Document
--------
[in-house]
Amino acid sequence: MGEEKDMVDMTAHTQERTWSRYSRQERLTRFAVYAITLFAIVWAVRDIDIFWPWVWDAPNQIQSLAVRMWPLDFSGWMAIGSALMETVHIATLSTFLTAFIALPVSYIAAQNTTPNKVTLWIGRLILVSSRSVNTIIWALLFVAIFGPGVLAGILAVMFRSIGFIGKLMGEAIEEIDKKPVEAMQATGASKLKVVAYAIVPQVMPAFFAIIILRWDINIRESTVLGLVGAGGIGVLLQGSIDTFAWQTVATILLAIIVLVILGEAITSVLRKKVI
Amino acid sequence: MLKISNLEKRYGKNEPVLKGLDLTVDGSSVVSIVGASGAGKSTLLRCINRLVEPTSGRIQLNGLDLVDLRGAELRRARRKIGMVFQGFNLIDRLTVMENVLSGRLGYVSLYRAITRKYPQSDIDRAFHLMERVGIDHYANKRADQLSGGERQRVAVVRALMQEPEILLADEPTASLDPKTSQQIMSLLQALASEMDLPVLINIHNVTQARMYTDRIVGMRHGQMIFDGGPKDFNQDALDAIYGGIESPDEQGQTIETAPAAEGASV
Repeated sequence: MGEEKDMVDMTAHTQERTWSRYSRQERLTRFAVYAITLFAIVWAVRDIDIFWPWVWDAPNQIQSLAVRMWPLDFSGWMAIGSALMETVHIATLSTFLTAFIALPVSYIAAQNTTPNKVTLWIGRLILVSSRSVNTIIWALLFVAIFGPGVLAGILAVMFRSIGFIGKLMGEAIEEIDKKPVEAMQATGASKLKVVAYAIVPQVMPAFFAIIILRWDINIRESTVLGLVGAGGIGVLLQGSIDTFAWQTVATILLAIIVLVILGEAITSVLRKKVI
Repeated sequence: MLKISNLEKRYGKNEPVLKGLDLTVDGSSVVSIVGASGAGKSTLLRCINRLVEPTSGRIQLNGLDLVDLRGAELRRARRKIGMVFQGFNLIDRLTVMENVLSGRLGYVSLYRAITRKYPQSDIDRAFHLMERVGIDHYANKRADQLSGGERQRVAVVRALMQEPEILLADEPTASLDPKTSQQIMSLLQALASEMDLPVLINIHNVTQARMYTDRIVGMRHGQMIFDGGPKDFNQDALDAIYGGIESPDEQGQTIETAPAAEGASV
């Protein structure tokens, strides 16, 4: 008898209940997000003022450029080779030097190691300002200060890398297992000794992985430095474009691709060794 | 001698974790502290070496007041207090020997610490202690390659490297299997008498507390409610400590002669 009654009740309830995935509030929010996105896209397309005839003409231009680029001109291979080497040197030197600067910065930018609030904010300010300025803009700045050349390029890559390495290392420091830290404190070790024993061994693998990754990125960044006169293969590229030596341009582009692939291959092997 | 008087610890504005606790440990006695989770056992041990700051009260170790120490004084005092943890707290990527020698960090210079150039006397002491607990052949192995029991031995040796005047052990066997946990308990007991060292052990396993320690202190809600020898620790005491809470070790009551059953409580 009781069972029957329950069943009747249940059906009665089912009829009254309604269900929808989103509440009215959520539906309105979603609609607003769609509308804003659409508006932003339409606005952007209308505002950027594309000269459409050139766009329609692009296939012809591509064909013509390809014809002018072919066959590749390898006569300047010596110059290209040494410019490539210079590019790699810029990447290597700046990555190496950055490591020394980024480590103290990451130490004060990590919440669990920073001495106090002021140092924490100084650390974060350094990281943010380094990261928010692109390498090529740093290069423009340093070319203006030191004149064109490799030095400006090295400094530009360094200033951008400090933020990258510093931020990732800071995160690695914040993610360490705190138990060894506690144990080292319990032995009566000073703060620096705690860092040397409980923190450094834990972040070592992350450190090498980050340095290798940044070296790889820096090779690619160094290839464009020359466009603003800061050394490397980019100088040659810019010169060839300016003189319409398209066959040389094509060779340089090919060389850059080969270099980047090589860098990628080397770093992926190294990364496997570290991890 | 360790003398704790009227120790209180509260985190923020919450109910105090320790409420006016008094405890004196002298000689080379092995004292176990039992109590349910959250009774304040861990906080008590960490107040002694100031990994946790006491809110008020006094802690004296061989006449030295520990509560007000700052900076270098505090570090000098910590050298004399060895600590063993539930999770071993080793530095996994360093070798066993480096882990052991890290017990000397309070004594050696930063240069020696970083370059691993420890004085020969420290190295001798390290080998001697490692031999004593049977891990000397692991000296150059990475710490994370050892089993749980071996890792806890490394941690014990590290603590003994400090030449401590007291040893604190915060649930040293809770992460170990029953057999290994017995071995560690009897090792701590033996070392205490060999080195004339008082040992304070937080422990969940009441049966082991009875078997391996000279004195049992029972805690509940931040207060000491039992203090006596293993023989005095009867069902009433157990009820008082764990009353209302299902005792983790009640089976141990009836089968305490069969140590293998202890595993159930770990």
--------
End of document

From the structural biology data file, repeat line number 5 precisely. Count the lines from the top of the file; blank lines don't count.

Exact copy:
Repeated sequence: MLKISNLEKRYGKNEPVLKGLDLTVDGSSVVSIVGASGAGKSTLLRCINRLVEPTSGRIQLNGLDLVDLRGAELRRARRKIGMVFQGFNLIDRLTVMENVLSGRLGYVSLYRAITRKYPQSDIDRAFHLMERVGIDHYANKRADQLSGGERQRVAVVRALMQEPEILLADEPTASLDPKTSQQIMSLLQALASEMDLPVLINIHNVTQARMYTDRIVGMRHGQMIFDGGPKDFNQDALDAIYGGIESPDEQGQTIETAPAAEGASV